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Canadian Mobile Workforce Under the Microscope

Posted by Caroline Le Brun | February 7, 2014 8:00 AM

Canadians want flexible hours and more access to new technologies

Today, the workplace is in constant evolution – it keeps getting more connected, more mobile, and more flexible. These changes have an impact on the way Canadian employees want to work in terms of:

  • Telecommuting
  • Access to new technologies
  • Flexible hours

How to manage workforce in mobile environment resized 600

According to a recent survey conducted by Harris DĂ©cima on workplace connectivity and technology use (available in Slideshare), these changes have become so significant in Canada that:

  • 33% of Canadians would give up a portion of their salary, vacation days, and employee benefits to have an opportunity to work remotely
  • 59 % of Canadians said that flexible working hours and telecommuting would be the principal priorities in seeking their next job

However, many Canadians find that in-person interactions make their work life much more enjoyable and productive. They want to preserve this degree of personalized communication even as they gain access to new technologies. Notably: 

  • 47% of Canadians agree that the access to new technology would improve their work life
  • 70% of baby-boomers and 66% of Gen Y also think that it is a priority
  • 76% of Canadians find that workplace collaboration and exchanges benefit productivity

The BYOD factor

Opinion is divided when it comes to personal device for use in professional projects. The use of new technologies in the employee lifecycle plays a decisive role in their motivation and commitment. The BYOD trend situates technology in the workplace as a bridge between professional and private life:

  • 23% of Canadians use two smartphones because corporate governance policies restrict the use of personal devices on corporate servers
  • 54% of Canadians have one smartphone for business and another for private use to observe policy and security measures established by the company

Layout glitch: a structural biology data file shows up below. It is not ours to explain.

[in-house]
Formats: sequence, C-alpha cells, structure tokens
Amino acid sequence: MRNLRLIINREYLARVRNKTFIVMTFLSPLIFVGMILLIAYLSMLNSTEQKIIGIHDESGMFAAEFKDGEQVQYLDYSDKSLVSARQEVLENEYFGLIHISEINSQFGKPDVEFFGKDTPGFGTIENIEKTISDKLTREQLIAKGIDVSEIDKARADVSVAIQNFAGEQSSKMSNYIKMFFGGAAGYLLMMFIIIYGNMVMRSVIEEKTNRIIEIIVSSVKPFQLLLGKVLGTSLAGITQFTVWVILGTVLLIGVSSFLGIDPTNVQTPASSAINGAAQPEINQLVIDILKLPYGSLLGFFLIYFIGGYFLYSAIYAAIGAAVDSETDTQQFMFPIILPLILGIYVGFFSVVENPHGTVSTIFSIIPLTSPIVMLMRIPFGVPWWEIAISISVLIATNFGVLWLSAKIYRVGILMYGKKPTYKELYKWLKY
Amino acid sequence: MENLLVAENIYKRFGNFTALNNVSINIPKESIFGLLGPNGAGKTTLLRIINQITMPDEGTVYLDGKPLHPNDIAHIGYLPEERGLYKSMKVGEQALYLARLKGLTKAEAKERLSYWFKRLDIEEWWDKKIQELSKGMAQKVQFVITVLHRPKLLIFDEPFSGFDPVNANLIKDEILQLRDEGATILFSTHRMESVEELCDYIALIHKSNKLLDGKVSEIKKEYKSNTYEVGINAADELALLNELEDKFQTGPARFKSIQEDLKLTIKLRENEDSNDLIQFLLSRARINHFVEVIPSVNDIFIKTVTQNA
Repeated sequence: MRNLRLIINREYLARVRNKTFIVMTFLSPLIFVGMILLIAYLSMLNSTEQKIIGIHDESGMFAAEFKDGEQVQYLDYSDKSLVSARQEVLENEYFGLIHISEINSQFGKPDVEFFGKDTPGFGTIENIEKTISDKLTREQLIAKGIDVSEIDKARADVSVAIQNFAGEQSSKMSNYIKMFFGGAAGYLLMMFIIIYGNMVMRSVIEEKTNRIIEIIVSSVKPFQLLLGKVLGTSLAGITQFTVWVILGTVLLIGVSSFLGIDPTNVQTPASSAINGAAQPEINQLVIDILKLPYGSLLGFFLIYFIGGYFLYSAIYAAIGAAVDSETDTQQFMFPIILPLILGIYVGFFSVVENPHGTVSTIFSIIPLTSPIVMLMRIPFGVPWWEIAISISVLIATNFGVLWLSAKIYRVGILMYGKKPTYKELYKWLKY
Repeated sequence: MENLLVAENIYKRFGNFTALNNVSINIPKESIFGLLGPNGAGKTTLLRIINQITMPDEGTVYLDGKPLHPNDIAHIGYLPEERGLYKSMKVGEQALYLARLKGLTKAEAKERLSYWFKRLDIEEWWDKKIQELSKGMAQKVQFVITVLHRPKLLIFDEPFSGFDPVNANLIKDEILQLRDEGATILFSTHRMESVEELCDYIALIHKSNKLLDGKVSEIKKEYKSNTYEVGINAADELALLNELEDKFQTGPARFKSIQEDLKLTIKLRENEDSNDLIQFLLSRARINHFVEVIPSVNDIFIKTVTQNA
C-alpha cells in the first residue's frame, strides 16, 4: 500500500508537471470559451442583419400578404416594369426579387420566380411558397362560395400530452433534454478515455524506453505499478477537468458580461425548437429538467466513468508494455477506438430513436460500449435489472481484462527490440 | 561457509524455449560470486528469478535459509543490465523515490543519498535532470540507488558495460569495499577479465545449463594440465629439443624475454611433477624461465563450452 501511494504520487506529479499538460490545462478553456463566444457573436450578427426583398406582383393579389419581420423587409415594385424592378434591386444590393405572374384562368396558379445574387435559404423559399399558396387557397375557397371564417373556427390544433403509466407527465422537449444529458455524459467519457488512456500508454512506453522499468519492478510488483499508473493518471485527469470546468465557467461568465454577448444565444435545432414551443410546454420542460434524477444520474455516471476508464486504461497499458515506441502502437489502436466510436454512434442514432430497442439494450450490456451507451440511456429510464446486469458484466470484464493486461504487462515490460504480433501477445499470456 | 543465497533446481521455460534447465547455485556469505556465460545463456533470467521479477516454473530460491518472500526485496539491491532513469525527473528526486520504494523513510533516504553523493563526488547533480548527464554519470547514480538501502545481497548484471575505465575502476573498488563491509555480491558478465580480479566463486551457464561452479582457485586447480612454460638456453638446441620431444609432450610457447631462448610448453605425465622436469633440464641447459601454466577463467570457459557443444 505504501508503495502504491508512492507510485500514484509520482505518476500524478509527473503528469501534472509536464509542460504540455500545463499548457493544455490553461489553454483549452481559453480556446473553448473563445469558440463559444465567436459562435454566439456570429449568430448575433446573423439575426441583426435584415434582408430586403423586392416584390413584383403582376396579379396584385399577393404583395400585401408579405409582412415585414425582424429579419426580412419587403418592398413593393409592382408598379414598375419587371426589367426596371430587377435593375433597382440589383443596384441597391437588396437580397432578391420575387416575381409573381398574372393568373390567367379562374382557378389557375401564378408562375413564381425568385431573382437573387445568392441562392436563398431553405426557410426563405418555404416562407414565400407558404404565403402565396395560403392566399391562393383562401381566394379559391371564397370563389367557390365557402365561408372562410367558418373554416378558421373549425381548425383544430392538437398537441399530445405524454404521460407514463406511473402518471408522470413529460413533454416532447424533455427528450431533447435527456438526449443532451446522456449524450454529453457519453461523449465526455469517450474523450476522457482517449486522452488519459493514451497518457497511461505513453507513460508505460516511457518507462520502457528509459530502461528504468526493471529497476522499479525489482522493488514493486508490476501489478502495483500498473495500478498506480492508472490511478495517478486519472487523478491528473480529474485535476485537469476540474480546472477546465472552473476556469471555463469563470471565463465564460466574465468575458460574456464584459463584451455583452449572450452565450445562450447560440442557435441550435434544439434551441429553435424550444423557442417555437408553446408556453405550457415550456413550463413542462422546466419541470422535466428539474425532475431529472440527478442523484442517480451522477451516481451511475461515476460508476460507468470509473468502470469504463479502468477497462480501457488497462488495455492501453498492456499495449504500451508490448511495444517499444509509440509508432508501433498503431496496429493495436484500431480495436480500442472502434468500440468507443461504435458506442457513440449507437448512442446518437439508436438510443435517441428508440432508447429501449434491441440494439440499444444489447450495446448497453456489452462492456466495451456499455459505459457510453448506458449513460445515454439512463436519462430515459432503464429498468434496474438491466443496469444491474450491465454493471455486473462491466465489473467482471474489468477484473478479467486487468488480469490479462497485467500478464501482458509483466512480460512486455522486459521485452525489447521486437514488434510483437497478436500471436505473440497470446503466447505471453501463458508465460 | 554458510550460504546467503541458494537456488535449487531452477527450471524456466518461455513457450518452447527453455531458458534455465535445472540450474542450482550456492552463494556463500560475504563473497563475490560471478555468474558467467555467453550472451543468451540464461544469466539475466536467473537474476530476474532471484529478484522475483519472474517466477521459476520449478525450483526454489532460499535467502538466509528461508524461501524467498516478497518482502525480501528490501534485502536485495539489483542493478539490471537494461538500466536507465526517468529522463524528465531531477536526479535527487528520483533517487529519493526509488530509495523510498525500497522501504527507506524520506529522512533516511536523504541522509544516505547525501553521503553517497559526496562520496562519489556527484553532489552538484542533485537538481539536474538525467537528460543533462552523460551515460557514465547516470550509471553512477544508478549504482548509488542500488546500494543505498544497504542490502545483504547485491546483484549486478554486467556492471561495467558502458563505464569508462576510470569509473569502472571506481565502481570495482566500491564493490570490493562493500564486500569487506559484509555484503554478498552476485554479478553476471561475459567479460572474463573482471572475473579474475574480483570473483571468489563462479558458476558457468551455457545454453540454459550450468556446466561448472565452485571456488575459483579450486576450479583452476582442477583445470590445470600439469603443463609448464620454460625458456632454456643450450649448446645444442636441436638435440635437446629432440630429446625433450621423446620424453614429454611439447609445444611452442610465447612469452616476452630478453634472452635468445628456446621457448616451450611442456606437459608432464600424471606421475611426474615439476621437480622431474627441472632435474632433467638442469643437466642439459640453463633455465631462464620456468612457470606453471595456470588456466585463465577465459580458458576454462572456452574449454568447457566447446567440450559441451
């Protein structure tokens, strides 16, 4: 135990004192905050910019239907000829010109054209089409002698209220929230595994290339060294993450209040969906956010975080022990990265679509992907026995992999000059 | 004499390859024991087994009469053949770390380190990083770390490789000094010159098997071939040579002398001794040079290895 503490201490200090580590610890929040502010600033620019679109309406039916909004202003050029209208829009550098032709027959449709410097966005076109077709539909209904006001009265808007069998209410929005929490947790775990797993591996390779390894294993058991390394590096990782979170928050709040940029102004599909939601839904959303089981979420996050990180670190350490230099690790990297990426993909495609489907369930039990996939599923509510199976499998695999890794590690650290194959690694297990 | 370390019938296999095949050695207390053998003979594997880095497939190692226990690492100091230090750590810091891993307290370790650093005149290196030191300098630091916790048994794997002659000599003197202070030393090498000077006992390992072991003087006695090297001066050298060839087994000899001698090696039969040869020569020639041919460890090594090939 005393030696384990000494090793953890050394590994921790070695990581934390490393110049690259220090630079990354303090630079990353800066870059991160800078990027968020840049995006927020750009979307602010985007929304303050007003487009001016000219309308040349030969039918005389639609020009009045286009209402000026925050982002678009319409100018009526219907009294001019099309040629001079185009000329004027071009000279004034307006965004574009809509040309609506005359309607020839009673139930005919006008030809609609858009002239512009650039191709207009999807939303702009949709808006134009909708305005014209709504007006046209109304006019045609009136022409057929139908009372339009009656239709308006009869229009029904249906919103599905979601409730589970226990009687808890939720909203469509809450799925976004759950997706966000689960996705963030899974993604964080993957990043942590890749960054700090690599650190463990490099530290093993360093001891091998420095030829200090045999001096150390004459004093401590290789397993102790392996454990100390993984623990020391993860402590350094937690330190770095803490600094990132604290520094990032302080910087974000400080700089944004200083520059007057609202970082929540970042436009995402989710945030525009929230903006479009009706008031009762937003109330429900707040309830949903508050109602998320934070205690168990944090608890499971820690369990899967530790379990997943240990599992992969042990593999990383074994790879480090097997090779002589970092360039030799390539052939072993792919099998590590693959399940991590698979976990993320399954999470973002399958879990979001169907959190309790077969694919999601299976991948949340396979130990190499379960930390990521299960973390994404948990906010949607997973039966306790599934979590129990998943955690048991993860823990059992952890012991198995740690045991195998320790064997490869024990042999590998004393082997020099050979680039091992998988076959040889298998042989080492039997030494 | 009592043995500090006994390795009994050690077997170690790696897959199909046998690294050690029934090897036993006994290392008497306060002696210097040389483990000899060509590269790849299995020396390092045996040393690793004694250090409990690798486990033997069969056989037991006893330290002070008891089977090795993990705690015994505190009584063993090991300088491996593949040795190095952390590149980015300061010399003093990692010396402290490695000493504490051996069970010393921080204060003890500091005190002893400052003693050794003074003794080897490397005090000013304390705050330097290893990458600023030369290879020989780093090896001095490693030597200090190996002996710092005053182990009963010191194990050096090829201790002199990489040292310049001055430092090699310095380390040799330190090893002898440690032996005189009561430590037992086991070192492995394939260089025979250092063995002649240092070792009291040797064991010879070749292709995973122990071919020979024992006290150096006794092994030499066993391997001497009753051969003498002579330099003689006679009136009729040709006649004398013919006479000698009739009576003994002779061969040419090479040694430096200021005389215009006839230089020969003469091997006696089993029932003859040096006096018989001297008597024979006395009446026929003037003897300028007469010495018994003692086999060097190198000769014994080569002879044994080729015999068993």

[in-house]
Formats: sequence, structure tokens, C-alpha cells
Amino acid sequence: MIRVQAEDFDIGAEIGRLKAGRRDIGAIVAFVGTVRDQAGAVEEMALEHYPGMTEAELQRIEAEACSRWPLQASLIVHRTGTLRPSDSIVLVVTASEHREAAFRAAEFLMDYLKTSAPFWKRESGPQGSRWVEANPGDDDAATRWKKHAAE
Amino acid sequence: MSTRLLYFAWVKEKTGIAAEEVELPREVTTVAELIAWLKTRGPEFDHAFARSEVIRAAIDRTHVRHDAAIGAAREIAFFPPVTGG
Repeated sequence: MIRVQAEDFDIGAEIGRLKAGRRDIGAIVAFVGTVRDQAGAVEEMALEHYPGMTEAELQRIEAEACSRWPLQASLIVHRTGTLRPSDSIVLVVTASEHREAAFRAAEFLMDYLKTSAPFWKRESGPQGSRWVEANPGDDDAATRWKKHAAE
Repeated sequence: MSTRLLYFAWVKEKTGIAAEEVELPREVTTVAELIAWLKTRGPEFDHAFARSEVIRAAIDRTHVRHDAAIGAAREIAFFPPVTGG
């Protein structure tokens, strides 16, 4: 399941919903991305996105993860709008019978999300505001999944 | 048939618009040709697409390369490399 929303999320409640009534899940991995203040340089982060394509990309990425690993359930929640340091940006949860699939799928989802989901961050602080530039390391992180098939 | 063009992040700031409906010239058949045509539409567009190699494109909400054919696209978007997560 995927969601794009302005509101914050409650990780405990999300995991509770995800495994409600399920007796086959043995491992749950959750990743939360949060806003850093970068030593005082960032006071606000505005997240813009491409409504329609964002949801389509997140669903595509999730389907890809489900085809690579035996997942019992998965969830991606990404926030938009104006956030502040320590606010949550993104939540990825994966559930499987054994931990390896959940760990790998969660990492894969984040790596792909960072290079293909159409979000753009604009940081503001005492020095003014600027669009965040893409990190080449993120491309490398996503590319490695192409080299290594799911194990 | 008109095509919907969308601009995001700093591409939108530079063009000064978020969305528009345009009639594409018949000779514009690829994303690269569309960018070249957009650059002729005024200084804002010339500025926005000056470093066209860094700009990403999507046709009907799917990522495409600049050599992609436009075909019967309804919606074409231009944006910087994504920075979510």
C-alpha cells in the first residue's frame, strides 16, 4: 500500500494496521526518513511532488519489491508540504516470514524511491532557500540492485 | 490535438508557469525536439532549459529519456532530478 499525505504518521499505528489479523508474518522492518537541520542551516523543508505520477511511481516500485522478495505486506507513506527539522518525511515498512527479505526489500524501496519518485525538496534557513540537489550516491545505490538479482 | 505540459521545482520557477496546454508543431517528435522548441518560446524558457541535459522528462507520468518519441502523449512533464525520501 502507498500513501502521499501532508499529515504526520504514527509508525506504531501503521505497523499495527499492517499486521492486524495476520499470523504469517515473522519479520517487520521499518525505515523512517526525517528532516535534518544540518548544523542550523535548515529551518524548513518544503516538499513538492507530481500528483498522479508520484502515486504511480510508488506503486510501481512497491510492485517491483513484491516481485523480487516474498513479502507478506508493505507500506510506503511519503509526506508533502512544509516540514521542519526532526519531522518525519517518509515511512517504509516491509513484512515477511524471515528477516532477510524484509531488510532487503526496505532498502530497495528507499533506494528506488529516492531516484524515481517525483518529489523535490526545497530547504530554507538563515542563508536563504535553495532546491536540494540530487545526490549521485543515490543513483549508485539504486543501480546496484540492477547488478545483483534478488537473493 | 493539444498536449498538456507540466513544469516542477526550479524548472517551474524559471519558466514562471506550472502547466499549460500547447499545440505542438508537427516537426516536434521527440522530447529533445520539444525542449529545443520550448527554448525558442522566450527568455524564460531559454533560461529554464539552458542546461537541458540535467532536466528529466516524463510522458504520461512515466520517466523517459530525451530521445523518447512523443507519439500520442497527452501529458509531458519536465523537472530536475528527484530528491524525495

More transparency and mobility in the workplace

Many wonder if PC use is still relevant in the mobile era. After all, the mobile workforce is more comfortable with mobile equipment and services. However, landline hardware remains less expensive and more manageable. That’s why just nearly half of Canadians questioned (45%) still use hardwired computers and wireline telephones (10%) in the office.

But in the minds of Canadian employees, mobile devices should be the main tools of the future in the workplace: 

  • 40% of Canadians would rather use laptops
  • 15% prefer tablets
  • 10% gravitate toward smartphones

In the future, companies should adapt their policy for device- and employee-mobility as a means of satisfying their workforce, securing productivity, and achieving work-life balance. The possibility of switching between devices and different physical locations is a possibility in many companies; demand for this feature will increase as greater numbers of employees adopt a mobile work philosophy. Ultimately, more transparent and flexible workplaces will preserve employee and customer loyalty.

Cimpl can help Canadian companies answer their employees’ needs while keeping control of assets. Need help figuring out how to manage workforce in a mobile environment? Want to know how to manage the employee lifecycle? You can do all of this simply by using our all-in-one solution that allows you to manage your employees’ total costs by tracking their expenses, their use, and their usage quotas. With Cimpl,  IT and telecom expense management is now made simple.

For more information, please contact Cimpl here or click below!

BYOD or COPE policies

 

Related articles:

Topics: BYOD, Mobile Devices, LifeCycle

Written by Caroline Le Brun

As a 16-year marketing veteran, Caroline’s experience extends across multiple industries. Since she joined Cimpl, her successful marketing campaigns have increased the company’s online and community presence, in addition to Cimpl’s footprint and appearances in new or traditional media (such as the Globe and Mail). Caroline is a specialist in communication and social media. She works closely with analysts to keep track of and adapt to the trends and changes in the industry of IT: Technology Expense management, IT cost optimization, Technology trends. Her leadership conducts Cimpl’s marketing team toward ever greater achievements. Caroline is also an exemplary citizen. Outside of work, she is involved in TEMIA, the Dorval Day Camp, and other community organizations. She has a Bachelor’s degree in Commerce from Concordia University and a Master Certificate in Integrated online Strategies from the University of San Francisco Intensive Development program.

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